TIR 84: Rotary Connection’s Sidney Barnes Spins His Rock & Soul Odyssey


Brought to you by FUNKNSTUFF.NET and hosted by Scott Goldfine — musicologist and author of “Everything Is on THE ONE: The First Guide of Funk” ― “TRUTH IN RHYTHM” is the interview show that gets DEEP into the pocket with contemporary music’s foremost masters of the groove.

Featured in TIR Episode 84 (2 Parts): Singer, songwriter, arranger and producer Sidney Barnes, who has been active in music since the early 1960s as a staff writer for Motown, member of Rotary Connection and working with George Clinton, The Jackson 5, The Supremes, Deniece Williams, Minnie Ripperton, B.B. King and many others.

According to Wikipedia, he has appeared on more than 150 albums. Barnes is also famous for spotting, encouraging and mentoring young talent, including Donny Hathaway, Maurice White and Chaka Khan. He also recorded on his own and when starting out as a member of the doo-wop group The Serenaders. Barnes’ writing credits include “Come See Me” by The Pretty Things; “I Bet You” by Funkadelic and The Jackson 5; “I Can’t Shake It Loose” by The Supremes; “Long Live Our Love” by The Shangri-Las; and “Watch Yourself” by B.B. King. His career was rejuvenated in the late 1990s when his 1960s works were embraced by fans in England as part of the Northern Soul boom. In 2006, he released a 600-page autobiography titled, “Standing on Solid Ground.”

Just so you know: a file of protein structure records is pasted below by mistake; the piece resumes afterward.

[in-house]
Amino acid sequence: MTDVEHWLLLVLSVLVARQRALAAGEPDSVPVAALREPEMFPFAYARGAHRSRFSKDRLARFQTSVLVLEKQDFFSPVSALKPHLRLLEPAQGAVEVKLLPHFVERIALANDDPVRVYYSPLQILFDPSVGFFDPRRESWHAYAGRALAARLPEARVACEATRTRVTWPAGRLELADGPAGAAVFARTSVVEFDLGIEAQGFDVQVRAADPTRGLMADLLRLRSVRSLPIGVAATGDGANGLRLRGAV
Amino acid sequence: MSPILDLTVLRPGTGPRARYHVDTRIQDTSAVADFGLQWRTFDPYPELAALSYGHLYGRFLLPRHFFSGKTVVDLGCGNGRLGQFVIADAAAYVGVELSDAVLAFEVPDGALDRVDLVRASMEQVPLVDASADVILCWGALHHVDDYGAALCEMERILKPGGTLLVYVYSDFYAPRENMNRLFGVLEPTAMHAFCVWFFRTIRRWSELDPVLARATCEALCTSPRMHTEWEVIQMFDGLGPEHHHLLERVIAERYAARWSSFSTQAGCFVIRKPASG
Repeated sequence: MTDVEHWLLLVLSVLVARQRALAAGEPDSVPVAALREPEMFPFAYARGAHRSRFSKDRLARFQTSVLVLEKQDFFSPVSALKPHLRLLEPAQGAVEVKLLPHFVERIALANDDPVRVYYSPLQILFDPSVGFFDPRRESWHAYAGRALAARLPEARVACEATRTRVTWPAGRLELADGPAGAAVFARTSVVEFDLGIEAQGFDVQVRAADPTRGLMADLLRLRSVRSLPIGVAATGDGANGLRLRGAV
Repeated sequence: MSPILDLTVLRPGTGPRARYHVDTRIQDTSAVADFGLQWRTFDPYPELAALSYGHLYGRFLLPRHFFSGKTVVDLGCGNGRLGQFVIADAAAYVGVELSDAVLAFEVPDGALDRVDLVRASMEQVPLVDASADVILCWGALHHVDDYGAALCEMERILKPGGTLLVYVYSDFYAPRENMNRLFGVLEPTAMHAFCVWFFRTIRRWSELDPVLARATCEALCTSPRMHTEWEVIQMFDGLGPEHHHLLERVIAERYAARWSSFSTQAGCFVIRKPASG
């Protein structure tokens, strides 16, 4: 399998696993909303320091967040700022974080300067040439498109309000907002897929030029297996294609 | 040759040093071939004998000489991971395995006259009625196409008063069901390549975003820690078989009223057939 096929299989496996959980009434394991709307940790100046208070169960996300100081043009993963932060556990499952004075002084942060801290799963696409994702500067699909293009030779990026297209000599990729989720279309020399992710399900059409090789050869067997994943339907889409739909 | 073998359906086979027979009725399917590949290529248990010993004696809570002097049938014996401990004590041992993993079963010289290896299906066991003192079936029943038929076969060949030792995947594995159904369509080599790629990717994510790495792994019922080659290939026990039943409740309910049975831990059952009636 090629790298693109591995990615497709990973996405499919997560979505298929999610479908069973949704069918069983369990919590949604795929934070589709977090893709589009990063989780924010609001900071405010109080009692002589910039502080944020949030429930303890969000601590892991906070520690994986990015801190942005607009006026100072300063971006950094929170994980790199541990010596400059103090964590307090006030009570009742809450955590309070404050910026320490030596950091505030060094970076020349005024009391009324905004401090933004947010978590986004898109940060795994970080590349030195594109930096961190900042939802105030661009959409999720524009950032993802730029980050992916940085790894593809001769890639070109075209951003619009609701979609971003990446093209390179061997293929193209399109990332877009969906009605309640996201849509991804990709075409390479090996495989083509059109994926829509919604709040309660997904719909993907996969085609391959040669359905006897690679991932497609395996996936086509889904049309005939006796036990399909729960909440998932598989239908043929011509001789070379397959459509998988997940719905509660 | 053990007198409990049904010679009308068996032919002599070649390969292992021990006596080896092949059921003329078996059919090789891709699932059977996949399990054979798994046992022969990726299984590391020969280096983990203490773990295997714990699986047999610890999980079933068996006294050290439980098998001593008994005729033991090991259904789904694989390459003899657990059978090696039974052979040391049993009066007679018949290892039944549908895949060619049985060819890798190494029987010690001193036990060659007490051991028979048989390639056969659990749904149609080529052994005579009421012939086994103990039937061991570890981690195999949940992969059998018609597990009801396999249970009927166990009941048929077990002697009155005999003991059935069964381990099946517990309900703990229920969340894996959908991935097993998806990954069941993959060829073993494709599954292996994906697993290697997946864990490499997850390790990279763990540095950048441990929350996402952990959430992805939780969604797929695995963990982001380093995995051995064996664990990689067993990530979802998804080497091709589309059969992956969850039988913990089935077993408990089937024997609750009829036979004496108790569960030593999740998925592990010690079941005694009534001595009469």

In this in-depth interview, Barnes serves up a Forrest Gump-like account of his encounters with all manner of music industry stars and figures from the 20th century. Highlights include his stints at Motown and Chess Records, lifelong association with George Clinton, being a core member of Rotary Connection, counseling Maurice White and hanging out with Janis Joplin. Plus, he’s got new music to share. It’s 60 years of rock and soul history from the mind of a man who was there for much of it, Mr. Sidney Barnes.